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Dividend Deductions

Dividend Deductions

Possible Deductions

  • Interest and borrowing costs on loans where the borrowed funds are used to buy shares.
  • Ongoing management fees paid to financial planners, stock brokers, and investment managers.
  • Travel expenses for going to visit investment managers, attend company meetings, etc.
  • Investment journals, subscriptions, and training.
  • Computer depreciation and software programmes.
  • Telephone, internet and home office running costs.

Interest and Borrowing Costs

If you borrow money to buy a share portfolio, you can claim a tax deduction for the loan interest. However, if the loan has a private component, you will only be able to claim interest incurred on the part of the loan used to acquire the shares.

The benefit of such a strategy is that the interest expense can be used to offset any dividend income received, thus freeing up franking credits that can be offset against other taxable income.

Investors who use this strategy hope that their shares increase in value under this strategy and any capital gains are only realised in a later year when the taxpayer is on a lower tax rate, for example, in retirement.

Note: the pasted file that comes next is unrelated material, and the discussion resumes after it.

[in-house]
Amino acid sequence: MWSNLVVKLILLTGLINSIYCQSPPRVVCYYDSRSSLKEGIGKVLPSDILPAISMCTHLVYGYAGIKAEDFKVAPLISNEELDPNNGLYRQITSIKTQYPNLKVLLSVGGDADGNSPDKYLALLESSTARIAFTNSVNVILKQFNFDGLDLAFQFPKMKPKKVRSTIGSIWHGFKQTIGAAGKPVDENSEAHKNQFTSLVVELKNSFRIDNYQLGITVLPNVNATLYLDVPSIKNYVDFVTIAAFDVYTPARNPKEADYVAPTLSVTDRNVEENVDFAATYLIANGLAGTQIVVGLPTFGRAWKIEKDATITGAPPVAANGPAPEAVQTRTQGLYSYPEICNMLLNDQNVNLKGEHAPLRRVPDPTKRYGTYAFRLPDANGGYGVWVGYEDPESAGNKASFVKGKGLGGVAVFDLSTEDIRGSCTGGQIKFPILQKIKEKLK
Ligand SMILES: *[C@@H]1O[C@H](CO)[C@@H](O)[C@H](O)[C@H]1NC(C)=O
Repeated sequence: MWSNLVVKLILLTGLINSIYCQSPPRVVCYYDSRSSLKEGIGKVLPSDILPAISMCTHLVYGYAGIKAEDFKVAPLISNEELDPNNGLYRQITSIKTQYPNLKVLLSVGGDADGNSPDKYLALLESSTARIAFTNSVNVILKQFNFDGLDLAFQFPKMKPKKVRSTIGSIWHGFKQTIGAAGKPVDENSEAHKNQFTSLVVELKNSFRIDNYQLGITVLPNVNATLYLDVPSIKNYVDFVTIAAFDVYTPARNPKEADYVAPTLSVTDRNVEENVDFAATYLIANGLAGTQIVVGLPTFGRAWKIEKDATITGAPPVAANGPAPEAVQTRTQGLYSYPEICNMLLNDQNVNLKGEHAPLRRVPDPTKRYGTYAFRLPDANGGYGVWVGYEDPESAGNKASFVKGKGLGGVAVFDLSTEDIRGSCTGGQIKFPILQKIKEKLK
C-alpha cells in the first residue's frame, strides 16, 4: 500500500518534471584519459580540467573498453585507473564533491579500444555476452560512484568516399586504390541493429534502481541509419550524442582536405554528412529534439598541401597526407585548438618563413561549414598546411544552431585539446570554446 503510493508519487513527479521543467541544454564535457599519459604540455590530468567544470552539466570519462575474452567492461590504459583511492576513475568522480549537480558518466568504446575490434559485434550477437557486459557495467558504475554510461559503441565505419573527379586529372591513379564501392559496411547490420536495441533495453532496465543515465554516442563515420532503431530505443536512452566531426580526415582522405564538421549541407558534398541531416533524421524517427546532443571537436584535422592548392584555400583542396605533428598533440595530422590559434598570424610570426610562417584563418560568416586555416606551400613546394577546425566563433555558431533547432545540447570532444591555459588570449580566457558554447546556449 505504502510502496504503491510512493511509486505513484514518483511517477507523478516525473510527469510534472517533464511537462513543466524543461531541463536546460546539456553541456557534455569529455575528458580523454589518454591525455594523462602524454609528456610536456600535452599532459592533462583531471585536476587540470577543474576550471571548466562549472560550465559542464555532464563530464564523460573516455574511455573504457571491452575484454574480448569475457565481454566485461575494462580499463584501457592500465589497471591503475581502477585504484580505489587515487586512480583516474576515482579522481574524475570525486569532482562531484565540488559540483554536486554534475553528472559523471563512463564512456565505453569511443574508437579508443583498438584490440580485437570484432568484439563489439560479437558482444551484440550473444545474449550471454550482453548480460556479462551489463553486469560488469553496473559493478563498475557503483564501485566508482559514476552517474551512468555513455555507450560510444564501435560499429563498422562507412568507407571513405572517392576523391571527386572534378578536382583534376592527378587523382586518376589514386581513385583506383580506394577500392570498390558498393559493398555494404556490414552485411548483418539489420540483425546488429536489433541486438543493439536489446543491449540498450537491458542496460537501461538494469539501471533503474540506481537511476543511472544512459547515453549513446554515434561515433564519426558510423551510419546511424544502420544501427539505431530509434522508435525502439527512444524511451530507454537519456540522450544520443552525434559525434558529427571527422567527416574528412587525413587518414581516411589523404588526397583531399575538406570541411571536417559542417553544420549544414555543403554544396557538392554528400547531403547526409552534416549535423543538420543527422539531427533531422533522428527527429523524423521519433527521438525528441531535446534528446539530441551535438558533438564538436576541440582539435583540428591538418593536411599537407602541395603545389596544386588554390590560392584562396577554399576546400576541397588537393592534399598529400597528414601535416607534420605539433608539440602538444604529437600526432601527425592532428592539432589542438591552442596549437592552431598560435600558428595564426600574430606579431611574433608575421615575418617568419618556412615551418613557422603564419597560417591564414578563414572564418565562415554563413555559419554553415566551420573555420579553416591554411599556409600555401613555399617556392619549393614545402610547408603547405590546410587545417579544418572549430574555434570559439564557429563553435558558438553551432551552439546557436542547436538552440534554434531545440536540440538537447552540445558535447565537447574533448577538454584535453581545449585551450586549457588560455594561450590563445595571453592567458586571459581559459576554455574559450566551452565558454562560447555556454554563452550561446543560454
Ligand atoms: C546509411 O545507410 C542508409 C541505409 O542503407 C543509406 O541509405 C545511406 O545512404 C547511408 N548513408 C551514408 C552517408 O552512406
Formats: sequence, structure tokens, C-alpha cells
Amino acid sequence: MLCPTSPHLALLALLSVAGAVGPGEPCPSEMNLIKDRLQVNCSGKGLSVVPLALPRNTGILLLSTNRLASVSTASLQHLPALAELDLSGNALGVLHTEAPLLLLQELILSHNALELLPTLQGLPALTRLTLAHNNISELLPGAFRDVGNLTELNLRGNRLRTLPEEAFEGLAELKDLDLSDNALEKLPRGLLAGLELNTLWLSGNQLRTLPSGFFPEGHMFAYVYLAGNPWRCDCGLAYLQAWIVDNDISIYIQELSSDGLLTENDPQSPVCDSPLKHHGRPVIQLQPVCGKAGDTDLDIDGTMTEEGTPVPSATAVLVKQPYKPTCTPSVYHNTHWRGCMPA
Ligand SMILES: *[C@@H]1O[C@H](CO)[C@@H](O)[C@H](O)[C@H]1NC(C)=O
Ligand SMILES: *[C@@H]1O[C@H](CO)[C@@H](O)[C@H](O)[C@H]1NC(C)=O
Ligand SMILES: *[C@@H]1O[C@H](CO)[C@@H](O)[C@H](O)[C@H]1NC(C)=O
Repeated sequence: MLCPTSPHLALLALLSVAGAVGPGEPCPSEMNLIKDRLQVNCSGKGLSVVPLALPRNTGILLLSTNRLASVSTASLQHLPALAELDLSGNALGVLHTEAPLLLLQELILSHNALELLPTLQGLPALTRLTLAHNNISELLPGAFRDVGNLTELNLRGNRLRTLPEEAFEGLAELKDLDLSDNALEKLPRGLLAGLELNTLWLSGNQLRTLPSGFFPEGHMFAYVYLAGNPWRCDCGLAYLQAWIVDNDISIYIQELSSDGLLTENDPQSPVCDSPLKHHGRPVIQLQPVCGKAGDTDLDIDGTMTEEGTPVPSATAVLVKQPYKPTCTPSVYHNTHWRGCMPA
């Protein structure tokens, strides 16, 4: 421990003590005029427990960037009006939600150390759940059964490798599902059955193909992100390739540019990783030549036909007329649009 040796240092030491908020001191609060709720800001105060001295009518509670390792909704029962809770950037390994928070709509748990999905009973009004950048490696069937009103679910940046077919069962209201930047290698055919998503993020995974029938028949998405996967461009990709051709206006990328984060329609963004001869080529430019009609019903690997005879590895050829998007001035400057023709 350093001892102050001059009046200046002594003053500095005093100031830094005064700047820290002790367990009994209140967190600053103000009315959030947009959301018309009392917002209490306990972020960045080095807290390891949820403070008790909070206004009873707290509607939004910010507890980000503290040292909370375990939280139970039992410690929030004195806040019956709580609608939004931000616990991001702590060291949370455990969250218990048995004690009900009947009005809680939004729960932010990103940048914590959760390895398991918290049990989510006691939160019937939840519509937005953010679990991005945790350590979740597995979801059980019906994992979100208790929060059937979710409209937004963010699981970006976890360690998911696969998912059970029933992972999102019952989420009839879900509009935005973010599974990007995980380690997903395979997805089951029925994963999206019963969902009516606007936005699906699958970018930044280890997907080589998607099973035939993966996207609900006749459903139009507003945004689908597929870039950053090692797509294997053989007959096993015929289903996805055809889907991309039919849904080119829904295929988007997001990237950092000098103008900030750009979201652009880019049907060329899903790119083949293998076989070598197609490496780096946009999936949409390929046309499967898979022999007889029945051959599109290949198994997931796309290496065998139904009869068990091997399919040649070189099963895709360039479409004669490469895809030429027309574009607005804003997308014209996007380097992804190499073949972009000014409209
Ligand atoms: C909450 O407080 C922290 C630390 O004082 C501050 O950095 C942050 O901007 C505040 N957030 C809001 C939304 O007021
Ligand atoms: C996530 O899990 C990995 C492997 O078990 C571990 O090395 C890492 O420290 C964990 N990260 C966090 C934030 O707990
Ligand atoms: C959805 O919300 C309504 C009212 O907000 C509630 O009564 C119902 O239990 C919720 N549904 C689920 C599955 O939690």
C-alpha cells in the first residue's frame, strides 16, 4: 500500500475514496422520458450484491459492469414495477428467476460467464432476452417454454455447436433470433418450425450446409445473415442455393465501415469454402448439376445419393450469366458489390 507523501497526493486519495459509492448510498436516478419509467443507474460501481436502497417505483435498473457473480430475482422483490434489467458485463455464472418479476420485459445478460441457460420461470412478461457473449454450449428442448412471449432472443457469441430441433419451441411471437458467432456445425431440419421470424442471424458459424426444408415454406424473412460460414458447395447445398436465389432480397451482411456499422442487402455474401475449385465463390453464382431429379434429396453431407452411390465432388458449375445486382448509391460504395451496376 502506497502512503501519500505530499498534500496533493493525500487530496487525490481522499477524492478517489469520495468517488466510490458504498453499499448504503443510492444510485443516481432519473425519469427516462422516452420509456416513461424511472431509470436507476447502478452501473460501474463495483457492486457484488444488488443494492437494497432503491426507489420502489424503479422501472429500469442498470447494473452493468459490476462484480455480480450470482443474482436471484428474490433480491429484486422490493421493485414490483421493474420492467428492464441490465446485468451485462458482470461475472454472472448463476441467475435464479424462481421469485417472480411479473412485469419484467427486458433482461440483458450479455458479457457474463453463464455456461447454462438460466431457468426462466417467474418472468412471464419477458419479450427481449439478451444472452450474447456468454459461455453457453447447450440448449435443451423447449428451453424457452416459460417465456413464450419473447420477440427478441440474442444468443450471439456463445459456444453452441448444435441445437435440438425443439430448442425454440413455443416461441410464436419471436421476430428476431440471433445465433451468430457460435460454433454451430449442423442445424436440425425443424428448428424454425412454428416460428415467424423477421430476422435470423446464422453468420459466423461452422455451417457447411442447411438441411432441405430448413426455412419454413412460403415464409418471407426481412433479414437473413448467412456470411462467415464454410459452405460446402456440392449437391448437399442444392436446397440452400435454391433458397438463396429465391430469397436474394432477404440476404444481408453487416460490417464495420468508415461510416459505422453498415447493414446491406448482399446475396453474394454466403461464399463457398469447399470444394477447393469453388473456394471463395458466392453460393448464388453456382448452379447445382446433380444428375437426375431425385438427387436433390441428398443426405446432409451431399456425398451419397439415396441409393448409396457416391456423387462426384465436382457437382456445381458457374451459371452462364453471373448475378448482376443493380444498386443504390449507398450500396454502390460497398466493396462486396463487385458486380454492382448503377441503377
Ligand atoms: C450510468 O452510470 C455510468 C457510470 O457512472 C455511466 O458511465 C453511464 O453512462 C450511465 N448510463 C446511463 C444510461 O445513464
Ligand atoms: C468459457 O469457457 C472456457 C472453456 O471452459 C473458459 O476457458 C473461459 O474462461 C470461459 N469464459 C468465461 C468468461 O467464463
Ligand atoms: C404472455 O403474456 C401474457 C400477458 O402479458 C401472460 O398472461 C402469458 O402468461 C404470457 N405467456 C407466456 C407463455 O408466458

However, be aware that borrowing is a good strategy in a rising market, but it can multiply any losses in a falling market. The last thing you want is a loan to repay but no shares to show for it. Don't consider borrowing if you are new to investing.

Records You Need To Keep

Proper records must be kept, regardless of whether you use a tax agent to prepare your tax return or do it yourself.

You must keep:

  • your acquisition and disposal statements (your 'buy' and 'sell' contracts) - keep these records for five years from the date you dispose of your shares
  • your dividend statements - keep these records for five years from 31 October or, if you lodge later, for five years from the date you lodge your tax return.
  • invoices/receipts for all deductions claimed.

You will receive most of the records you need to keep from:

  • the company that issued the shares
  • your stockbroker or online share trading provider
  • your financial institution, if you took out a loan to buy the shares.

ATO website:

Shares: helping you to avoid common mistakes


Unsure whether an expense which you incurred is tax deductible? Send us all your receipts when requesting for your tax return to be prepared. Our tax accountants will check and advise on tax deductibility. Contact us for assistance with your tax returns today!